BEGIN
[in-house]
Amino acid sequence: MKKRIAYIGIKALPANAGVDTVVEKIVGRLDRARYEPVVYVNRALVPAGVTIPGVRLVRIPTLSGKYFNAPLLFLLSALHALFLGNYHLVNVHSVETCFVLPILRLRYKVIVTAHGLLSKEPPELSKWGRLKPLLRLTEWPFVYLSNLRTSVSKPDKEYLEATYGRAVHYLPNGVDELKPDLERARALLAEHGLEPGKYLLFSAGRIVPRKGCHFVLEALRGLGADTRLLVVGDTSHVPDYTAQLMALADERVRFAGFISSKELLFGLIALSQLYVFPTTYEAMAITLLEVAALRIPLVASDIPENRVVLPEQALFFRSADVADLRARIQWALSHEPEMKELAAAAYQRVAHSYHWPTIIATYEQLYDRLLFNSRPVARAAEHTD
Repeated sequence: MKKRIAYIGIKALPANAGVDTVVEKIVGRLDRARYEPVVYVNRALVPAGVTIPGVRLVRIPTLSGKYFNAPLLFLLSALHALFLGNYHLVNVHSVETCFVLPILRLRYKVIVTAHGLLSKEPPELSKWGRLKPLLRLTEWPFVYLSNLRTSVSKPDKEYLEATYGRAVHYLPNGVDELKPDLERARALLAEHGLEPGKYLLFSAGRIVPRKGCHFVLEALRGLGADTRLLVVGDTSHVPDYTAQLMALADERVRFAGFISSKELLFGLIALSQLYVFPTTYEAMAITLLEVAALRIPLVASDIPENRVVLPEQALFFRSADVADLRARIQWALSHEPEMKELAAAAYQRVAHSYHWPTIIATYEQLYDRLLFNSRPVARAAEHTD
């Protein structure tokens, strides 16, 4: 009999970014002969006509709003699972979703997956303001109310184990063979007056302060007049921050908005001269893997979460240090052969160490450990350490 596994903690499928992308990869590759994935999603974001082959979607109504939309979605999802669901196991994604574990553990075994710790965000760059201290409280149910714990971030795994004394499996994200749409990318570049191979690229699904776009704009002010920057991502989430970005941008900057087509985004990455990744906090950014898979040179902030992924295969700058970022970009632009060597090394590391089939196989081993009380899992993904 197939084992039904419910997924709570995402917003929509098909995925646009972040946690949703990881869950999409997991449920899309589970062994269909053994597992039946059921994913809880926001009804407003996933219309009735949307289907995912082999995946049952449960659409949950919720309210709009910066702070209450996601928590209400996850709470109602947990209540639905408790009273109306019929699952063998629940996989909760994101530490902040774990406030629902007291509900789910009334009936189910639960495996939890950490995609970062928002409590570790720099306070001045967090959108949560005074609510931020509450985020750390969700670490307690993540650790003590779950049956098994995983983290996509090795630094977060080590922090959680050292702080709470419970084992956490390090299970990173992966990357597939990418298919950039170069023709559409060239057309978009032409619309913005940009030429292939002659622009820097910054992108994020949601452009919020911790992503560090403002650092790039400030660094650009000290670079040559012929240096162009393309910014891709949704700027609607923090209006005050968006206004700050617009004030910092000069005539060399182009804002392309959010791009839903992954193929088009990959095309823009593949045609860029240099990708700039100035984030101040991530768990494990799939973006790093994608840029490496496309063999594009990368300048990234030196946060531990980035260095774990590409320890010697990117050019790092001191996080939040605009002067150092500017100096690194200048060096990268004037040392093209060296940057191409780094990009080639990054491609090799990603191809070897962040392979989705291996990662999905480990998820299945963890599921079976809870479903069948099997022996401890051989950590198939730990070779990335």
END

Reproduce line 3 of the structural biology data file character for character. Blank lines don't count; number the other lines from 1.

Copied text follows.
Repeated sequence: MKKRIAYIGIKALPANAGVDTVVEKIVGRLDRARYEPVVYVNRALVPAGVTIPGVRLVRIPTLSGKYFNAPLLFLLSALHALFLGNYHLVNVHSVETCFVLPILRLRYKVIVTAHGLLSKEPPELSKWGRLKPLLRLTEWPFVYLSNLRTSVSKPDKEYLEATYGRAVHYLPNGVDELKPDLERARALLAEHGLEPGKYLLFSAGRIVPRKGCHFVLEALRGLGADTRLLVVGDTSHVPDYTAQLMALADERVRFAGFISSKELLFGLIALSQLYVFPTTYEAMAITLLEVAALRIPLVASDIPENRVVLPEQALFFRSADVADLRARIQWALSHEPEMKELAAAAYQRVAHSYHWPTIIATYEQLYDRLLFNSRPVARAAEHTD